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It’s a much brighter morning for European indices today. Judging by the upside move in the FTSE, retaking the 6000 level in early trade, investors are looking past the weaker China PMI and perhaps thinking that a lot of the bad news has now been priced in.
Commodity stocks, with the obvious exception of Glencore, are better bid this morning and overall the individual energy and mining sectors are outperforming the broader index.
European PMIs were better than expected too.
The selloff in commodities has been extreme and in many respects exacerbated by a rising greenback as well as the general concerns over global growth.
It’s a well-known fact that China has been attempting to focus more on its domestic sector rather than manufacturing and exports and thus the PMI outlook for that particular sector would be expected to contract. Add to this the one off recent events, the explosion in Tianjin and the volatility that has come from the FOMC’s attempt to ‘guide’ the markets and you have a recipe that’s similar to honey for the bears.
Every day we attempt to provide a narrative for market shenanigans: short covering, bargain hunting, cash on the side-lines. The truth of the matter is that with conflicting reports on where commodity prices are going, the market is in something of a tailspin. These large index swings are characteristic of a downtrend and traders having been inoculated with a ‘buy-the-dip’ mentality over the past few years.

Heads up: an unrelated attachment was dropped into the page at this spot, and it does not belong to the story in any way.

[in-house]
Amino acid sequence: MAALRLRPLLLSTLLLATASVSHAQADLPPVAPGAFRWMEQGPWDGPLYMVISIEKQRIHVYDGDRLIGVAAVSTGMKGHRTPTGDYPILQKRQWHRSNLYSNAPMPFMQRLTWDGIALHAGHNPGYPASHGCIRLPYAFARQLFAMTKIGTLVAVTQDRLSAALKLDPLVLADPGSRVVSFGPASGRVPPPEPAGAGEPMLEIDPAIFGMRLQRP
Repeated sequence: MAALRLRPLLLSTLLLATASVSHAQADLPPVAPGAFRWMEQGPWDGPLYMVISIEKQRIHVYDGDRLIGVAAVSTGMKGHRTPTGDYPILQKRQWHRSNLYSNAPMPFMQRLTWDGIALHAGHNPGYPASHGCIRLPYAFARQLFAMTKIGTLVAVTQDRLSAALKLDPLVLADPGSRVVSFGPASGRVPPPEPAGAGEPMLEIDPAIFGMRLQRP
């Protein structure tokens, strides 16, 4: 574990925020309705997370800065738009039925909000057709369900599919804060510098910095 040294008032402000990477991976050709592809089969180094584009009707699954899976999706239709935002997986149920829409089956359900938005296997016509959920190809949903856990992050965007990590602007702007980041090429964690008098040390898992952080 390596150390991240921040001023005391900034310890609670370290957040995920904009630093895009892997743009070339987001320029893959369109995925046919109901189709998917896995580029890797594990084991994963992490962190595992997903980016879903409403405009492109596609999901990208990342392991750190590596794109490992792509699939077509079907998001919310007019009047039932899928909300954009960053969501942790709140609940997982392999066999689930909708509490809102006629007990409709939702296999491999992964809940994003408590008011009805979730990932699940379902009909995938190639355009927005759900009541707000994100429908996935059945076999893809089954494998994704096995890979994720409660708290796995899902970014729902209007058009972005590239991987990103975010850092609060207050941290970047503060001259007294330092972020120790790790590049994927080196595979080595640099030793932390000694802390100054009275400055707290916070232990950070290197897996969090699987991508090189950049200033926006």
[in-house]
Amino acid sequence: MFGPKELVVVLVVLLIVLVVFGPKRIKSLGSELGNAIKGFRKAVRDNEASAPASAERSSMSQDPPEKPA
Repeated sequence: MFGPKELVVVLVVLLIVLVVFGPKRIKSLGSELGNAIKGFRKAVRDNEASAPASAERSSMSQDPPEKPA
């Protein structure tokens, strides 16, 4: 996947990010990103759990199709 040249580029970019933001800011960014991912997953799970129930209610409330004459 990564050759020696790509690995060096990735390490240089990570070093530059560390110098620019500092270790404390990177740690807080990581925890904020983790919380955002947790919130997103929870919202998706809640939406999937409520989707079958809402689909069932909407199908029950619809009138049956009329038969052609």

Brent Crude prices have been consolidating in a fairly narrow range since the beginning of the month and appear to be stabilising when take in juxtaposition with the extreme downside seen in August. Still trading below the major moving averages and capped by the $50/bbl level, we may well be coiling up for the next leg lower should we remain below this psychological level. The strong dollar in the general risk off environment shows no signs of dissipating with only the Swiss Franc outperforming amongst the G10 currency basket this morning.
Oil inventories are due for release later this afternoon. Following last week’s surprising decline, we now look for an additional drawdown in stocks which could well be the upside catalyst here. The rebalancing of oil production to match the low oil prices may bestow an element of calm in a volatile market.
Given the FTSE’s weighting to energy stocks, this may help it remain above the 6000 level.
Iron ore remains under pressure, shedding 10% in the last 10 days and with growth forecasts for China looking softer, we may well see the bearish trend in situ since the beginning of the year continue its path towards the early July levels. Again, the prospect of lower production seems to be relevant here and this could come sooner than expected and provide a nice boost to the price.
Rio Tinto for example has shed some 30% since hitting it’s 52 week high in February and while the shares have dipped close to the lows seen in late August there is some timid buying at these levels.